Pentagon head recuses himself from $10B cloud bid
(Bloomberg) --Defense Secretary Mark Esper is recusing himself from any decisions involving a controversial Pentagon cloud computing contract worth as much as $10 billion, to avoid the appearance of a conflict of interest.
Esper will delegate oversight of the contract to Deputy Secretary David Norquist because his son works with one of the original applicants, according to a statement from the Pentagon Tuesday.
“Although not legally required to, he has removed himself from participating in any decision making” on the proposal, according to the statement. The “procurement will continue to move to selection through the normal acquisition process run by career acquisition professionals.”
The Pentagon’s statement didn’t say whether the review of the contract would continue under Norquist.
International Business Machines Corp. confirmed in a statement that Secretary Esper’s son has been a digital strategy consultant with the company since February but said that “his role is unrelated to IBM’s pursuit” of the cloud deal.
Esper is stepping away from the highly contentious contract months after ordering a review of the project this summer after President Donald Trump questioned the fairness of the bid terms.
The Pentagon has said the cloud project, known as the Joint Enterprise Defense Infrastructure, or JEDI, is essential to advancing its technology systems but has faced opposition in the form of lawsuits and political pressure. Championed by former Defense Secretary Jim Mattis, the JEDI contract was intended to bring the Pentagon’s technology into the modern era.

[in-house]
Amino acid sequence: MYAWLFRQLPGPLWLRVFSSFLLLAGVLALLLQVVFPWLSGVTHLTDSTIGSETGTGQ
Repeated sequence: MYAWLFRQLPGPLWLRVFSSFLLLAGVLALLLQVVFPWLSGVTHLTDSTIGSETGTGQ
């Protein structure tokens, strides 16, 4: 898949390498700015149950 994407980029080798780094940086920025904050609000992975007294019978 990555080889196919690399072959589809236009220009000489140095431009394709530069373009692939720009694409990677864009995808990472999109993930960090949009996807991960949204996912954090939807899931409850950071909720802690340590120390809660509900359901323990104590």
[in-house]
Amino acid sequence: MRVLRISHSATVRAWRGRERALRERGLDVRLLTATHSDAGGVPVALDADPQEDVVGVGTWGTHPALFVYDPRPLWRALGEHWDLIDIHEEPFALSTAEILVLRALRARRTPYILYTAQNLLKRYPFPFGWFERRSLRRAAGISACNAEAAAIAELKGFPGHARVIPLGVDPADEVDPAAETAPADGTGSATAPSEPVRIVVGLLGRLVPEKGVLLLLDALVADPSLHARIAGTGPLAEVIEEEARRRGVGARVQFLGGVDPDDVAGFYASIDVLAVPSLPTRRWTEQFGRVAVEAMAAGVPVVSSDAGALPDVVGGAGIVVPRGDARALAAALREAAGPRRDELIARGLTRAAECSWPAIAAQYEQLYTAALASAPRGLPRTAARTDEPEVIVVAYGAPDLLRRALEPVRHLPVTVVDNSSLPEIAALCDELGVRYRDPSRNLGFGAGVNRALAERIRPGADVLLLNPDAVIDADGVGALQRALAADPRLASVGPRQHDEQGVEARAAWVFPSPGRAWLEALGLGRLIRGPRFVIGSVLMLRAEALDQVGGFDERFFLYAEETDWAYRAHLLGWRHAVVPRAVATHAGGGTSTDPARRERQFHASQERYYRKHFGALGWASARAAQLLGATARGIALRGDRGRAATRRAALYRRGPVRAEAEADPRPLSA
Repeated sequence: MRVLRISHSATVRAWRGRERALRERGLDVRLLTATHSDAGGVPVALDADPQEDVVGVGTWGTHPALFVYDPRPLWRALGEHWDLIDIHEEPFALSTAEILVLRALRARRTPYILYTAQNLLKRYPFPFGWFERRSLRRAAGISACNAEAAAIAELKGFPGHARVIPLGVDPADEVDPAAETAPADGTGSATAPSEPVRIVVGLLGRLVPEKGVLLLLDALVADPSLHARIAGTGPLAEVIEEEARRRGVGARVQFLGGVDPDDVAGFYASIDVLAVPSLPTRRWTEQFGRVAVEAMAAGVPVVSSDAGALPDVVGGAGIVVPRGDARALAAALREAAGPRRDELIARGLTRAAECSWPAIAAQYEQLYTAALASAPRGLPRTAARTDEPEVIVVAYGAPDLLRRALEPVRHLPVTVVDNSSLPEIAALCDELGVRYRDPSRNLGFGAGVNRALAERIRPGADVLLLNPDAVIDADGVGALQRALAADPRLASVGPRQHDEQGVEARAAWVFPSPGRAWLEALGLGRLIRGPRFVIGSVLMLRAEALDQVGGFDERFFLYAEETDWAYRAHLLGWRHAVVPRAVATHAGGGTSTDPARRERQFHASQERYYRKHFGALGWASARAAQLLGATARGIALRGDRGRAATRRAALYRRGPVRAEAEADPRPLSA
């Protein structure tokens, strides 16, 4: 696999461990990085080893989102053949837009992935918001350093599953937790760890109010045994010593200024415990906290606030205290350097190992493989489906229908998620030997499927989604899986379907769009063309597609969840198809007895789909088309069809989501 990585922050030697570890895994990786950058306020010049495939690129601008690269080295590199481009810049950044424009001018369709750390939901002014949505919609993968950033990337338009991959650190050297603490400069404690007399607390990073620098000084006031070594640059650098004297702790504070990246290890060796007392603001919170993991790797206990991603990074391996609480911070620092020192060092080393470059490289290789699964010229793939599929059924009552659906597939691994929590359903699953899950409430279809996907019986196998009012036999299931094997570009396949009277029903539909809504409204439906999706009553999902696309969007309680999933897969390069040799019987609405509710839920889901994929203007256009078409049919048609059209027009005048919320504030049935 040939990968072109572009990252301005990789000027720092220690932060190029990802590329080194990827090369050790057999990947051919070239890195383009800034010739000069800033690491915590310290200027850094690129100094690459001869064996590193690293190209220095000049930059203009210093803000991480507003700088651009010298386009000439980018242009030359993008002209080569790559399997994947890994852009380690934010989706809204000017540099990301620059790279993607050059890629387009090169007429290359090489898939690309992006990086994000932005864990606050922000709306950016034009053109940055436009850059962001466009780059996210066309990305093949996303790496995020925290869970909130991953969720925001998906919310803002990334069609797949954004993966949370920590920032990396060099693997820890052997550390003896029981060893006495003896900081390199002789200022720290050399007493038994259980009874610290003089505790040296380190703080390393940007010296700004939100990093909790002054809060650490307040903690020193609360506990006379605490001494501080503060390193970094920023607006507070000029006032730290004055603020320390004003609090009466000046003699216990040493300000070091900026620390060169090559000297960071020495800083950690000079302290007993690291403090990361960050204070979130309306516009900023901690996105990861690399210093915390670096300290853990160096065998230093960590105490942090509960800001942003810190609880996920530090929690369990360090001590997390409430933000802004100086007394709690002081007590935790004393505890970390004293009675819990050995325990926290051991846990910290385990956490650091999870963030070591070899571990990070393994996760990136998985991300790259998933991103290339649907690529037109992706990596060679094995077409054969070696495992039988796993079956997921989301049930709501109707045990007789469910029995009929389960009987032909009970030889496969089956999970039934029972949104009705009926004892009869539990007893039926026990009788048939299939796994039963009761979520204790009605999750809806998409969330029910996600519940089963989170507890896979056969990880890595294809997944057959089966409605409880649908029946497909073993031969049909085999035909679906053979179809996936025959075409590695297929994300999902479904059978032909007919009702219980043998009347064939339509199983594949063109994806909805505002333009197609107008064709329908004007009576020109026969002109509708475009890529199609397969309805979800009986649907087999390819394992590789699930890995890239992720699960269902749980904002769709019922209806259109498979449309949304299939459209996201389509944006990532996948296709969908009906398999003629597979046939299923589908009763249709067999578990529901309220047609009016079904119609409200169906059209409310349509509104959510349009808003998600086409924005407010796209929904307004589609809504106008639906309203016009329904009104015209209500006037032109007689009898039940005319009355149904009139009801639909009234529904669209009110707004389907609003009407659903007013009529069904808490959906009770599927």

Amazon.com Inc. and Microsoft Corp. are the last remaining bidders for the contract after the Pentagon eliminated Oracle Corp. and IBM in April.
Trump stunned technology companies, the Defense Department and lawmakers in July when he openly questioned whether the pending contract was being competitively bid amid concerns the deal favored Amazon. Trump’s comments followed a flurry of outreach from Republican members of Congress who complained that the contract’s terms unfairly eliminated some companies and may be biased in favor of Amazon, the market leader in cloud computing.
In September, Esper said his review of the cloud contract had no “hard timeline” to be completed. Separately, the Pentagon’s inspector general has been conducting its own investigation of the contract including potential conflicts of interest and misconduct in the competition.
A spokeswoman for the Defense Department’s inspector general’s office said in a statement on Tuesday that its multidisciplinary team was working as “expeditiously as possible” to complete its review of the contract.
Oracle and IBM have waged a legal and lobbying campaign against the cloud-computing program. A Federal Claims Court Judge in July rejected Oracle”s lawsuit, which alleged the contract terms violated federal procurement law and were fatally tainted by a revolving door of conflicts of interest. The judge said that while the relationships between former Pentagon employees and Amazon raised eyebrows, Oracle didn’t have the legal standing to challenge the terms of the procurement process. Oracle has appealed that ruling.
--With assistance from Tony Capaccio